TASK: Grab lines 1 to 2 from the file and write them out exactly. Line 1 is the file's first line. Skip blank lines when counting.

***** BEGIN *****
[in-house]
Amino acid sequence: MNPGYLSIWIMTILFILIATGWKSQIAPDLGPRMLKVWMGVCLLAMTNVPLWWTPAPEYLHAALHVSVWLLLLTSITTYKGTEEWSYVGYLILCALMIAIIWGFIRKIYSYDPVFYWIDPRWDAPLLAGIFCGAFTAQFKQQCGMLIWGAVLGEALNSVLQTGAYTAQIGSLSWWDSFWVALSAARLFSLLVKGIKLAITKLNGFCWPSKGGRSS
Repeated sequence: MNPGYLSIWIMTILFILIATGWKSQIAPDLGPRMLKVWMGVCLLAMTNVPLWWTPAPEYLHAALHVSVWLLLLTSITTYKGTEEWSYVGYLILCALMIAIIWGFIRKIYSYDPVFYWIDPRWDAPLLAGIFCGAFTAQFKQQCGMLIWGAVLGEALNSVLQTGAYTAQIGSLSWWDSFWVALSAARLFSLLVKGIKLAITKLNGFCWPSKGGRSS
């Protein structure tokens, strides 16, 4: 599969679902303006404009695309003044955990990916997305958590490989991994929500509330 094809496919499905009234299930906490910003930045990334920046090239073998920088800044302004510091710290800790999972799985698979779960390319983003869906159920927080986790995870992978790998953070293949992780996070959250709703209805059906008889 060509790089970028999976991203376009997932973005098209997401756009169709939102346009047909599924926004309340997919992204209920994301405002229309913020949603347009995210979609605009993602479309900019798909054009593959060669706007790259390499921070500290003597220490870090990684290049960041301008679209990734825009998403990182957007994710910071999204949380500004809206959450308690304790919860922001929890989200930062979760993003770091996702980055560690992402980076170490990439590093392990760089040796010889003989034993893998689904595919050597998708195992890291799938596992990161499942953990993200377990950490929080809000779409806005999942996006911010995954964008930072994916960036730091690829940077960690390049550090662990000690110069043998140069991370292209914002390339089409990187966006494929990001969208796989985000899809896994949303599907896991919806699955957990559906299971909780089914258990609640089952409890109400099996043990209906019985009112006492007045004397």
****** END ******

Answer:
[in-house]
Amino acid sequence: MNPGYLSIWIMTILFILIATGWKSQIAPDLGPRMLKVWMGVCLLAMTNVPLWWTPAPEYLHAALHVSVWLLLLTSITTYKGTEEWSYVGYLILCALMIAIIWGFIRKIYSYDPVFYWIDPRWDAPLLAGIFCGAFTAQFKQQCGMLIWGAVLGEALNSVLQTGAYTAQIGSLSWWDSFWVALSAARLFSLLVKGIKLAITKLNGFCWPSKGGRSS